Activities Coordinator Certification and Degree Program Information

Oct 20, 2019

Activities coordinator degree programs provide instruction in overseeing and conducting recreational activities programs. Professional certification is also available to help with advancement, although it is usually not required.

Essential Information

Associate's and bachelor's degree programs in therapeutic recreation, recreational therapy or related majors train individuals in the skills needed for activities coordinator or activities director work. Gerontology associate's degree programs also provide related training. Programs designed for activities professionals might focus on geriatric topics and fitness issues related to aging populations. Gerontology programs offer more healthcare-related curricula, covering age-related illnesses and diseases. Programs combine classroom and hands-on learning, and students learn to implement activities for assisted living facilities, nursing homes and organizations.

Applicants must have a high school diploma. Some schools may require certificate or licensure to participate in clinical settings. Clinical training, experience, fieldwork, and lab work or internship may be required. Associate's programs take two years to complete, while bachelor's degrees require four years.

Associate Degree in Therapeutic Recreation

In an associate's program, students receive training in providing recreational assistance to those with physical, sociological and psychological disabilities. In these programs, students learn to initiate protocols, utilize community resources and organize individual or group events. Students also receive training in restorative and therapeutic methods. Therapeutic recreation courses evaluate psychological effects of exercise, lifestyle readjustment and human development. Coursework requirements vary, but may include:

  • Psychology
  • Public speaking
  • Social work
  • Recreation leadership

Bachelor's Degree in Recreational Therapy

Course disciplines often include psychology. Some course subjects are:

  • Leisure recreation
  • Group dynamics
  • Developmental psychology
  • Recreational programming
  • Therapeutic recreation research

Popular Careers

In addition to working with the elderly, graduates with a therapeutic recreation associate's can find employment at adult day care centers, group homes, substance abuse treatment centers or penal institutions. Job titles can include:

  • Activities director
  • Therapeutic recreation specialist
  • Senior care specialist
  • Juvenile outreach coordinator

Activities coordinators often work with the elderly or infirm in various settings, such as nursing homes, rehabilitation facilities and mental hospitals. Careers options include:

  • Nursing home activities director
  • Geriatric recreation director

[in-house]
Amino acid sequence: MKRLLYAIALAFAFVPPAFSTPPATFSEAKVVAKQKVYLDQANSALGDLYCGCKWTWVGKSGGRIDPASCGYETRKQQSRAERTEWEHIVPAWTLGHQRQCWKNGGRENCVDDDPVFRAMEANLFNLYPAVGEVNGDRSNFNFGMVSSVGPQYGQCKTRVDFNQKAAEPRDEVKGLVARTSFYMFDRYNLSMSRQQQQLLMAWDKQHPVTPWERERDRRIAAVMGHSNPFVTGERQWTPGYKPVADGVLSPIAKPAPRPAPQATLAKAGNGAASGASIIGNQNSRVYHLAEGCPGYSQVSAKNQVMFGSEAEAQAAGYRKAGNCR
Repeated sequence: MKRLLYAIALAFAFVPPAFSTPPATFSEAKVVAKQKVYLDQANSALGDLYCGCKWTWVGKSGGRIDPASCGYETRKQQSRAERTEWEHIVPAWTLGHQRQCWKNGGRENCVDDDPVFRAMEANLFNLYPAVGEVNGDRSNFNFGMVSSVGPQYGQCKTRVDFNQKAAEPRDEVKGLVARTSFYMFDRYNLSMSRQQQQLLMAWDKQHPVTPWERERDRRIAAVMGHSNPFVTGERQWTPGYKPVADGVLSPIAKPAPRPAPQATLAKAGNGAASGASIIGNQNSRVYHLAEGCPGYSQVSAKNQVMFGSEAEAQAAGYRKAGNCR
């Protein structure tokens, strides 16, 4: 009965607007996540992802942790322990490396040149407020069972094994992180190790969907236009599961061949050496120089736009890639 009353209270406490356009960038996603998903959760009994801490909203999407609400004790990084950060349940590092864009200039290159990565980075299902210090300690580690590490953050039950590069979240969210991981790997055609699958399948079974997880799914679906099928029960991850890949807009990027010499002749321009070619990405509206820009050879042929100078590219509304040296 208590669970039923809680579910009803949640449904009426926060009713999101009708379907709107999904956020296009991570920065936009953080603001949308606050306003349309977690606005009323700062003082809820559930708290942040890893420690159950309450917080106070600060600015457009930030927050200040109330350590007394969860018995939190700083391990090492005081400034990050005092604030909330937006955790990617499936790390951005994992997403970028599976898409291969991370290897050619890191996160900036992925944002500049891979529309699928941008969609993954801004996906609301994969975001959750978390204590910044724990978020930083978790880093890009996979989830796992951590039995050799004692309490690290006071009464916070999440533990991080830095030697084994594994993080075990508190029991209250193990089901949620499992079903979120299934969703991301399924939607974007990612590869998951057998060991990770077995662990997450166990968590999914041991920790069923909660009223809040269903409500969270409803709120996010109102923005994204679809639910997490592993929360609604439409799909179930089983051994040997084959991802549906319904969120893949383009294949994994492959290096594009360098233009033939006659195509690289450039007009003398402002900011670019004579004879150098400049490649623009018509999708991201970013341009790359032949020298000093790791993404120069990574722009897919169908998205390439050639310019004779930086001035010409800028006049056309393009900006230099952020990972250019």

• Recreational therapist
  • Activities consultant

Employment Outlook

The U.S. Bureau of Labor Statistics (BLS) reported that the recreational therapy field is competitive; however, job growth for recreational therapists, who usually need college degrees, was expected to increase 7% between 2018 and 2028. Recreation workers, who may find part-time jobs without degrees, could expect 8% growth ( during that same time.

The BLS also stated that individuals with bachelor's degrees and NCTRC certification might fare best in the job market. According to BLS salary statistics, the average annual wage for recreational therapists was $50,640 in May 2018, and recreation workers earned $28,310.

Continuing Education, Licensure and Certification Information

Recreational therapists could decide to obtain master's degrees for more intensive training and career advancement. Master's degree programs typically take two years to complete, but some truncate the program for applicants with bachelor's degrees in therapeutic recreation.

Only a few states required licensure for recreational therapists in 2010. Licensure requirements vary by state, but candidates might need a bachelor's or master's degree from an accredited college or university, internship experience and passing scores on a state-approved certification or licensing exam.

Certification is not mandatory in this field, but could prove beneficial for career opportunities or advancement. The National Certification Council for Activity Professionals (NCCAP) offers voluntary certification for activity directors, specialists and consultants. Recreational therapists could earn optional professional certification through the National Council for Therapeutic Recreation Certification (NCTRC). Requirements can include a high school diploma or its equivalent, an associate, bachelor's or master's degree in a related field, college credits in relevant subjects or previous work experience, depending on the certification option. NCCAP credentials require all candidates to complete the 16-week Modular Education Program for Activity Professionals that covers activity planning and coordination for adults, families and seniors.

Associate's and bachelor's degree programs related to recreational therapy can prepare students for work as activities coordinators, as they'll learn about necessary topics like human development, and recreational programming and leadership. Curriculum sometimes includes both traditional coursework and direct experience learning opportunities.

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